The best football player in crimson this autumn will be the player who was the best in crimson last autumn. But will Malcolm Kelly get the chance to show it? No, I didn't forget about Adrian Peterson, now about to go ashore for the Minnesota Vikings. Peterson is an all-time great; he ran like his shoulder pads were on fire. Ran through defenders the way Secretariat ran through dust. But Peterson's collarbone snapped against Iowa State, halfway through 2007. Kelly was a force the entire year. He's big, he's strong, he's fast and he has great hands. Wild prediction: Kelly will go higher in the 2008 NFL draft than Peterson went in the 2007 draft, though most of the mock drafts don't yet list Kelly, since he'll be just a junior this season. If Kelly turns pro and slips past seventh overall in the draft, some lucky team has a steal. Kelly was nothing short of spectacular in 2006, making acrobatic and clutch catches. His 6-foot-4 height puts him above defenders, and once in the air, Kelly retains his ability, which is no small thing. A lot of guys look like NBA small forwards with both feet on the ground; once airborne, they become mere mortals. Truth is, Kelly made steady Paul Thompson look a lot better than he really was as a quarterback. Thompson would float a pass in the general direction of the opposing secondary, and Kelly would twist and turn and clutch the pigskin like it was a life raft going over the Lake Texoma spillway. But in all likelihood, Thompson was a far cry above what OU likely will use at quarterback this season. Neither of the Sooners' top two candidates, Sam Bradford or Kid Nichol, have taken a collegiate snap. Can either develop enough to take full advantage of Kelly's talents? Yes. Will they? Doubtful. The Sooner plan seems obvious, as it with any team reconciled to playing a yearling quarterback. Take it slow. Keep gambles to a minimum. Make decisions as clear as possible for either Bradford or Nichol. On a team with excellent blocking and defenders who during timeouts sharpen their teeth on ox-bones, that really is the only sound strategy. But it's no way to take advantage of Kelly's talents. It's no crime to have a flanker as your best player. The 1968 Sooners were co-Big Eight champs, and their best ballplayer was wingback Eddie Hinton. The '03 Sooners were labeled a team for the ages, before a post-November fall, and in the rearview mirror it seems clear that pass-catcher Mark Clayton was their best player. At least on offense. Of course, coaches would prefer a quarterback be the go-to guy on the gridiron. That luxury is at least a year away, probably longer, for Bob Stoops. But Malcolm Kelly can take Oklahoma a long way in this 2007 season, so long as he gets a little quarterbacking help. Sudden Sam Bradford or Kid Nichol have to get the ball somewhere in the vicinity of their best ballplayer.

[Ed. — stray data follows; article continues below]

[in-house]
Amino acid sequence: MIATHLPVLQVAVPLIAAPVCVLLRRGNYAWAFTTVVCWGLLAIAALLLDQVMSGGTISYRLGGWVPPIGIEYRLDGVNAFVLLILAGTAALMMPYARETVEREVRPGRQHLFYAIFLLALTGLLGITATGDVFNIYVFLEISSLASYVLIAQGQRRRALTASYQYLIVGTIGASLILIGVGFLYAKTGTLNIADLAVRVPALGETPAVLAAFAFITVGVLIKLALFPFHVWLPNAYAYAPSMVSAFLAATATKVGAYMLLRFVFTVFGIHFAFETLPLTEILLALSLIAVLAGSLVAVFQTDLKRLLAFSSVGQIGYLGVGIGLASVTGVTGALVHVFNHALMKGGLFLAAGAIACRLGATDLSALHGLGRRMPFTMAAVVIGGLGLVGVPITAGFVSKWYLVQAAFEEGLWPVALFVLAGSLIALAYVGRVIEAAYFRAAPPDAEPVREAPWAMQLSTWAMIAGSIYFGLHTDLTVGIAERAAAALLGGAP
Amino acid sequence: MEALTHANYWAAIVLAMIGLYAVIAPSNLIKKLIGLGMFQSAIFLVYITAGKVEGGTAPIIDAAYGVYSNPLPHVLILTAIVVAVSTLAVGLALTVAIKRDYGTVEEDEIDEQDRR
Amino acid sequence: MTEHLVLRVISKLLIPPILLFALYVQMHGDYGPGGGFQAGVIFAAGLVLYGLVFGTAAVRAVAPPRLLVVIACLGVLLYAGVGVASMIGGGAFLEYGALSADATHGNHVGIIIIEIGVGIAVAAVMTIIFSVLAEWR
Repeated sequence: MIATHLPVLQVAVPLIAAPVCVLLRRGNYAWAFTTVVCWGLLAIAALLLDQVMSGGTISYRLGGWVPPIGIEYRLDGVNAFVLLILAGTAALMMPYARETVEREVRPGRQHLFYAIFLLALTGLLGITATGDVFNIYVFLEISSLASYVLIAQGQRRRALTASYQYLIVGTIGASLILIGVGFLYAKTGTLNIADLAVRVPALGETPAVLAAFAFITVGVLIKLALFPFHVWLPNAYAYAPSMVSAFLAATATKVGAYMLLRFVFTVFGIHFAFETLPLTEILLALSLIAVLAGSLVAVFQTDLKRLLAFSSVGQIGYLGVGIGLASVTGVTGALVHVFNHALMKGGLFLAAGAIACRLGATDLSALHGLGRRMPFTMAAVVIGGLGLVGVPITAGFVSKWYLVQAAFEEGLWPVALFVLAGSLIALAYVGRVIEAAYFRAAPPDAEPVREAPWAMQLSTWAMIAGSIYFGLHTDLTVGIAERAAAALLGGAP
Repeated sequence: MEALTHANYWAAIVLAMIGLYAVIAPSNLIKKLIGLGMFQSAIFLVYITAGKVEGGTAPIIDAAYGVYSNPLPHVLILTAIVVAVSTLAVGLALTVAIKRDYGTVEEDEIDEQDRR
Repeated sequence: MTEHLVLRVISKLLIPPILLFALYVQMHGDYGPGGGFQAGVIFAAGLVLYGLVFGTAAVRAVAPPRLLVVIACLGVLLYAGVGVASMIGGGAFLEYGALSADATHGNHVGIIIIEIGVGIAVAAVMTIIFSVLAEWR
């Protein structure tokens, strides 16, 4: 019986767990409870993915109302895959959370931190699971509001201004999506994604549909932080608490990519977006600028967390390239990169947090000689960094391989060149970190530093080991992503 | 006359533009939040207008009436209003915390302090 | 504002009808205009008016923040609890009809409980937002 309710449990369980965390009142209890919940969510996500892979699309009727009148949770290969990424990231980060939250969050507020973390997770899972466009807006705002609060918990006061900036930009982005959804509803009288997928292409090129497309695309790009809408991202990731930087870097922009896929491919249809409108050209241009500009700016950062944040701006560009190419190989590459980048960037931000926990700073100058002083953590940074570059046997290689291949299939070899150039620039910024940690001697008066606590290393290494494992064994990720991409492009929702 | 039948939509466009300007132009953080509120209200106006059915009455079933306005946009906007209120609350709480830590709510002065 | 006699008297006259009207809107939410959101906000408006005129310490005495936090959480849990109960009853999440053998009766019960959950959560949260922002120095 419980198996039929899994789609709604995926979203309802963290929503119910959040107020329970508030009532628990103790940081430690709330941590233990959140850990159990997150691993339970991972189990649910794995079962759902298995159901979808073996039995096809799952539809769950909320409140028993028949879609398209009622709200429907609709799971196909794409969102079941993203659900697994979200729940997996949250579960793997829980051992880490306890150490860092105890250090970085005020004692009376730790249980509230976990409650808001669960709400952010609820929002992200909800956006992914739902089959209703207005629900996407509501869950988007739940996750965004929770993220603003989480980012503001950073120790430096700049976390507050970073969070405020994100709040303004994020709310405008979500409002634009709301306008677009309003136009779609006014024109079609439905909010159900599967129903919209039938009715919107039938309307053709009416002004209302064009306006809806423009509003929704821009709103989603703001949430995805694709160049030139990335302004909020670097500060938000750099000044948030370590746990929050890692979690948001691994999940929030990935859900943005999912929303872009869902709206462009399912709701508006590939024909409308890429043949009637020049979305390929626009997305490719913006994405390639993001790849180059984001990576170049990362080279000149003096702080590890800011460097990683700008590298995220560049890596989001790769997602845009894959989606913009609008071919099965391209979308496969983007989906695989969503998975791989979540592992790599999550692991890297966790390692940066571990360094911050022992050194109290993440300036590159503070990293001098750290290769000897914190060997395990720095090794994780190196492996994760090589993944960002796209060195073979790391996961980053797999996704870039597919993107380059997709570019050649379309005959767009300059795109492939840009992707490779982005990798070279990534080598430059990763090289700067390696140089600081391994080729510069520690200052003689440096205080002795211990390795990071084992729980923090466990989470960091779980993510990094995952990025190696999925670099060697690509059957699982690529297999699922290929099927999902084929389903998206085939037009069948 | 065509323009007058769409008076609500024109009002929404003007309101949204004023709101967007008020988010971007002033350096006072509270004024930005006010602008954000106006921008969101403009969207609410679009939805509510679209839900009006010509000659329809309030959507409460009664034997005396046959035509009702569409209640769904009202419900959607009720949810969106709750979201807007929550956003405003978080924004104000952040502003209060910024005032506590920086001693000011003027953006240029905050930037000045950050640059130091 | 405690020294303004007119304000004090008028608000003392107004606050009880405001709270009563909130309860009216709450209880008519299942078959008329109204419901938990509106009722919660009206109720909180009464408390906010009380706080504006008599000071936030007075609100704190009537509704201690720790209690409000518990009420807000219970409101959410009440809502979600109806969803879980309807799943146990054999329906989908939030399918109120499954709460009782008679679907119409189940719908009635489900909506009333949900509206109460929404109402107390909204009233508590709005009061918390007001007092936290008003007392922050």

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Oklahoma's Malcolm Kelly could exceed all offensive expectations this season. Kelly was a force for the Sooners last year, especially after Adrian Peterson was injured. BY CHRIS LANDSBERGER, THE OKLAHOMAN